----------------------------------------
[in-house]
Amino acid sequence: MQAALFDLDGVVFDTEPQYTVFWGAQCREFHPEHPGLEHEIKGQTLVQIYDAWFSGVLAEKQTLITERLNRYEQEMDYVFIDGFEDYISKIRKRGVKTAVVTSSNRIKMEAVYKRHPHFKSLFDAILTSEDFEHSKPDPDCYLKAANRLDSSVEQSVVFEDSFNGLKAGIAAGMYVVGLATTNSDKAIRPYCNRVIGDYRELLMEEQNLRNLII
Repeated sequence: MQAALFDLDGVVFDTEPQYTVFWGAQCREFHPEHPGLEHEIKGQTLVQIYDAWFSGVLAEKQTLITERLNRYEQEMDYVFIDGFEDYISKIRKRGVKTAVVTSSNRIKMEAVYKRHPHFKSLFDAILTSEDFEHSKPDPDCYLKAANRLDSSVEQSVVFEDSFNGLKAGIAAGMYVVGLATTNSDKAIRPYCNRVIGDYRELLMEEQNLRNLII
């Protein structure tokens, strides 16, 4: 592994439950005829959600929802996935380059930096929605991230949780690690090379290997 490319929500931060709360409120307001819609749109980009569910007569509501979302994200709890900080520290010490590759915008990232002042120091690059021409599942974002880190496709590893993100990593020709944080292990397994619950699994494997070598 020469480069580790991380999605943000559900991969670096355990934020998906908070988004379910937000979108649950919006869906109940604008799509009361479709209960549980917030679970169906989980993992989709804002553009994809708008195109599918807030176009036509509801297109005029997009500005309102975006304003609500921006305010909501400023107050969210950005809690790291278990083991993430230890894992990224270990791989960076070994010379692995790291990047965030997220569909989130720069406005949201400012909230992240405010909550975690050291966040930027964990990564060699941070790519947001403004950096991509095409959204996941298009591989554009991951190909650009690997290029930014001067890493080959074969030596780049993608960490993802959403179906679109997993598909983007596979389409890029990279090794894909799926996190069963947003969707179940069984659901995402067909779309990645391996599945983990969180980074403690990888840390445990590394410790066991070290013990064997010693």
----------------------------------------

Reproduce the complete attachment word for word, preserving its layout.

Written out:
[in-house]
Amino acid sequence: MQAALFDLDGVVFDTEPQYTVFWGAQCREFHPEHPGLEHEIKGQTLVQIYDAWFSGVLAEKQTLITERLNRYEQEMDYVFIDGFEDYISKIRKRGVKTAVVTSSNRIKMEAVYKRHPHFKSLFDAILTSEDFEHSKPDPDCYLKAANRLDSSVEQSVVFEDSFNGLKAGIAAGMYVVGLATTNSDKAIRPYCNRVIGDYRELLMEEQNLRNLII
Repeated sequence: MQAALFDLDGVVFDTEPQYTVFWGAQCREFHPEHPGLEHEIKGQTLVQIYDAWFSGVLAEKQTLITERLNRYEQEMDYVFIDGFEDYISKIRKRGVKTAVVTSSNRIKMEAVYKRHPHFKSLFDAILTSEDFEHSKPDPDCYLKAANRLDSSVEQSVVFEDSFNGLKAGIAAGMYVVGLATTNSDKAIRPYCNRVIGDYRELLMEEQNLRNLII
């Protein structure tokens, strides 16, 4: 592994439950005829959600929802996935380059930096929605991230949780690690090379290997 490319929500931060709360409120307001819609749109980009569910007569509501979302994200709890900080520290010490590759915008990232002042120091690059021409599942974002880190496709590893993100990593020709944080292990397994619950699994494997070598 020469480069580790991380999605943000559900991969670096355990934020998906908070988004379910937000979108649950919006869906109940604008799509009361479709209960549980917030679970169906989980993992989709804002553009994809708008195109599918807030176009036509509801297109005029997009500005309102975006304003609500921006305010909501400023107050969210950005809690790291278990083991993430230890894992990224270990791989960076070994010379692995790291990047965030997220569909989130720069406005949201400012909230992240405010909550975690050291966040930027964990990564060699941070790519947001403004950096991509095409959204996941298009591989554009991951190909650009690997290029930014001067890493080959074969030596780049993608960490993802959403179906679109997993598909983007596979389409890029990279090794894909799926996190069963947003969707179940069984659901995402067909779309990645391996599945983990969180980074403690990888840390445990590394410790066991070290013990064997010693």